These conferences are the places to make new friends, re-connect with established colleagues; they are the places to share a handshake or a hug, share a meal — make the physical connections upon which all true relationships are based.  I celebrate the power of social media, as many of you know, but I see it primarily as the way to facilitate deeper connections–not in the virtual world, but in real life.

And so I felt privileged to kick off #ACSM17 with a session on social media, one shared with both established and new friends: Pamela Peeke, Angela Smith, Felicia Stoler, Gretchen Reynolds.  If you don’t know them, follow them on Twitter, and then introduce yourself if you see them on the ground here in Denver. I felt privileged, as well, to interact with so many in the audience, who asked probing questions and ‘hung around’ for an hour or so after the session.

I landed 24 hours ago. I haven’t hiked the Rockies (yet) and I haven’t indulged in Colorado-legal herbal gummies (yet?), but I’m already feeling a mile high.

I hope you are, likewise, feeling the positive vibe here in Denver.  Share your stories on social media with the hashtag #ACSM17 and promote that vibe.  Then go say hi to an ACSM member you only know on social media. If you see me lurking in some symposium or colloquium, come say hi!  We can always do a selfie!

Enjoy the conference.

Military Medicine — AMSSM 2017, San Diego

Drs. Eric Schoomaker, Matthew Gammons, and Francis O’Connor (L to R), at the Military Medicine session #AMSSM17

I have been in San Diego at the 2017 American Medical Society for Sports Medicine (AMSSM) annual meeting.  There is always so much going on that I sometimes wish I could clone myself — doing so I could go to simultaneous meetings, hit every session on the program, etc.

Well, the second best thing to cloning — get on social media.

An AMSSM colleague, Dr. Devin McFadden, reached out to me on Twitter about a black hole in my #AMSSM17 social media feed.  I had not yet made any mention of Session #2 on Tuesday, “Military Medicine — Lessons Learned.”  My neglect to mention this session had reflected my failure to attend the session: I had conflicting obligations (hence, the need for a clone).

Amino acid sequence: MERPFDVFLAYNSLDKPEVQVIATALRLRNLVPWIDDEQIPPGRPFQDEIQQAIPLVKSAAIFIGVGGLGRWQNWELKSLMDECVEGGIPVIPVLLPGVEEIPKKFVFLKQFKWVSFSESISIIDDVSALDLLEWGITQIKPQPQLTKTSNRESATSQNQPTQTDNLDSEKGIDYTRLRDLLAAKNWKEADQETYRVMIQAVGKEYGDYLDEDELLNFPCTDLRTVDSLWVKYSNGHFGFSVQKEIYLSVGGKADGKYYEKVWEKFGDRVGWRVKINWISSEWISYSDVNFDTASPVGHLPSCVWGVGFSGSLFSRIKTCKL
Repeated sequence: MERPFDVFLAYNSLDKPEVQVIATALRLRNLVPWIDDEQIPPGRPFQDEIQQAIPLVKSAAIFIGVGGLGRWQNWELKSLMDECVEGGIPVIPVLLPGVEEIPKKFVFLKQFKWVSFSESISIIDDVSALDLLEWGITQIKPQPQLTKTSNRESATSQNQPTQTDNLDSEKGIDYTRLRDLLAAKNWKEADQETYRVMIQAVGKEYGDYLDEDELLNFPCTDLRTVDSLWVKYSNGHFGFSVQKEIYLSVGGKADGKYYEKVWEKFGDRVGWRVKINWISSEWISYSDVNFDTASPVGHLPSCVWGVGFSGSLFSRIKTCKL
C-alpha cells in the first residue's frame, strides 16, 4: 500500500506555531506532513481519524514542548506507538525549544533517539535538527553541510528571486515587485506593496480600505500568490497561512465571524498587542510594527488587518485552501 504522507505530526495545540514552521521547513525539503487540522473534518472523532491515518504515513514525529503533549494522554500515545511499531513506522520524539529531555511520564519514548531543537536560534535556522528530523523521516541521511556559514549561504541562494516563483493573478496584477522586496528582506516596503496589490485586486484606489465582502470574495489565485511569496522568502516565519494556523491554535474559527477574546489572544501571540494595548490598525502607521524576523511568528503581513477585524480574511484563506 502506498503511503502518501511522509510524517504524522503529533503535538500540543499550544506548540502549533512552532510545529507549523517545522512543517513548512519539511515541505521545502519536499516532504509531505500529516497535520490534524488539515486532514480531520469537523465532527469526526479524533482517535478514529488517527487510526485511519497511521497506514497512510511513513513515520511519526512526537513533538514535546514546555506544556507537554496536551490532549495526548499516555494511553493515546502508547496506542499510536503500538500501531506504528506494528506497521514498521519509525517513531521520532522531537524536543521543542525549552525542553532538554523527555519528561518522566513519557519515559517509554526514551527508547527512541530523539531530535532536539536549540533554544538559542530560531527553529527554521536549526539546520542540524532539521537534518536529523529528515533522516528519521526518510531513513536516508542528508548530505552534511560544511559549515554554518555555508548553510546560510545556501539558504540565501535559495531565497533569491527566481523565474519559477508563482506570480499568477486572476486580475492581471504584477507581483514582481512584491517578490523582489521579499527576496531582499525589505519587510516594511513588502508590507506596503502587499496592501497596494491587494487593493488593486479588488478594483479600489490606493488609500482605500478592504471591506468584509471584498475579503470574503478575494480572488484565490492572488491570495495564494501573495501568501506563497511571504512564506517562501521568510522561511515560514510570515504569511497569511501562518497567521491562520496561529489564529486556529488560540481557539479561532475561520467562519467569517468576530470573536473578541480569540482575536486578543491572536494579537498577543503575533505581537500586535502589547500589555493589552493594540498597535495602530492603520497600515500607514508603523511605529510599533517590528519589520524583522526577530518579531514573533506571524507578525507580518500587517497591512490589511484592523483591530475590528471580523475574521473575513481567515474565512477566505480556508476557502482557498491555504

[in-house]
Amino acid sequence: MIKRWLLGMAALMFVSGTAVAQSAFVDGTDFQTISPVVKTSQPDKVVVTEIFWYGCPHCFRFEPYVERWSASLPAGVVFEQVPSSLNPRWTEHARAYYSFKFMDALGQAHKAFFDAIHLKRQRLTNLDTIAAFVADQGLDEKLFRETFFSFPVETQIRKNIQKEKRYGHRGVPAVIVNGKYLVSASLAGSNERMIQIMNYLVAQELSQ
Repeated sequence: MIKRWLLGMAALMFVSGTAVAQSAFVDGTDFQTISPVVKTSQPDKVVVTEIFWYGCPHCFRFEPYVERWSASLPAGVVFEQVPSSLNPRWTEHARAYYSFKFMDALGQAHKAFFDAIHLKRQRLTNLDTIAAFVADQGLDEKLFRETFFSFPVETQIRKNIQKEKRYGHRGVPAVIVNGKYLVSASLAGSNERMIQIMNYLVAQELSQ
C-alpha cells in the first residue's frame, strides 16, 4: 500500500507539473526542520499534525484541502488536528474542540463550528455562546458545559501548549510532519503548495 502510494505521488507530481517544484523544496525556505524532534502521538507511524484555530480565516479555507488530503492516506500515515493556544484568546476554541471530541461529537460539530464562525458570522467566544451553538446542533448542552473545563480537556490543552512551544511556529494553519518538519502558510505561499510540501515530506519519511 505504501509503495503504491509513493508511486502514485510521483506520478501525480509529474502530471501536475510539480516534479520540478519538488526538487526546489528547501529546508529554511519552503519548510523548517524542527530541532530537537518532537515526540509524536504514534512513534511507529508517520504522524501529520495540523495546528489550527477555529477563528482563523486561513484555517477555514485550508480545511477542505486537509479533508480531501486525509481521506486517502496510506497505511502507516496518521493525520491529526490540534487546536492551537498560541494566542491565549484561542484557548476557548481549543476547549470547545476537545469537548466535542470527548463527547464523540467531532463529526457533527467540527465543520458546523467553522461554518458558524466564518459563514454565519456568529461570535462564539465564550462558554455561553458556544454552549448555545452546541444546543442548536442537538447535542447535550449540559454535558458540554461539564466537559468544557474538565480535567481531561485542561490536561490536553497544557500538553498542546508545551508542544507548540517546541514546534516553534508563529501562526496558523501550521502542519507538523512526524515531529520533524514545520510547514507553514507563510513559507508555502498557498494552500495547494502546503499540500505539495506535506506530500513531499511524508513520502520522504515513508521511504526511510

I am grateful, then, to Dr. McFadden for stepping up to give this overview of what was a very well-received session.  Thanks Devin for following @cjsmonline on Twitter, and stepping up to author this blog post!

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Major Devin McFadden, M.D.

The United States Military is the world’s largest athletic team, composed of a diverse group of individuals unified in mission to defend the Constitution. While the physical demands vary by job, each Soldier, Sailor, Airman or Marine must be capable of responding to fire, helping to evacuate wounded compatriots, and passing a biannual physical fitness test.

The second session of the AMSSM meeting focused on the military athlete. Colonel Missy Givens, United States Army (USA), led off with an update on Selective Androgen Receptor Modulators (SARMs), an investigational new drug with potential to aid in the development of lean body mass. Already banned by WADA, potential benefit remains for the American Warfighter, where the trophy at the end of the day is sometimes life or death. The jury is still out on the long-term safety and efficacy, and despite their regulation by the FDA, they’re still being illegally marketed as nutraceuticals, so be aware.

Colonel Anthony Beutler, United States Air Force (USAF), shared that noncombat musculoskeletal issues are the leading cause of lost productivity in the Military, accounting for 1.6 million encounters annually, and the top cause of disability for the Department of Veterans Affairs (VA). Read more of this post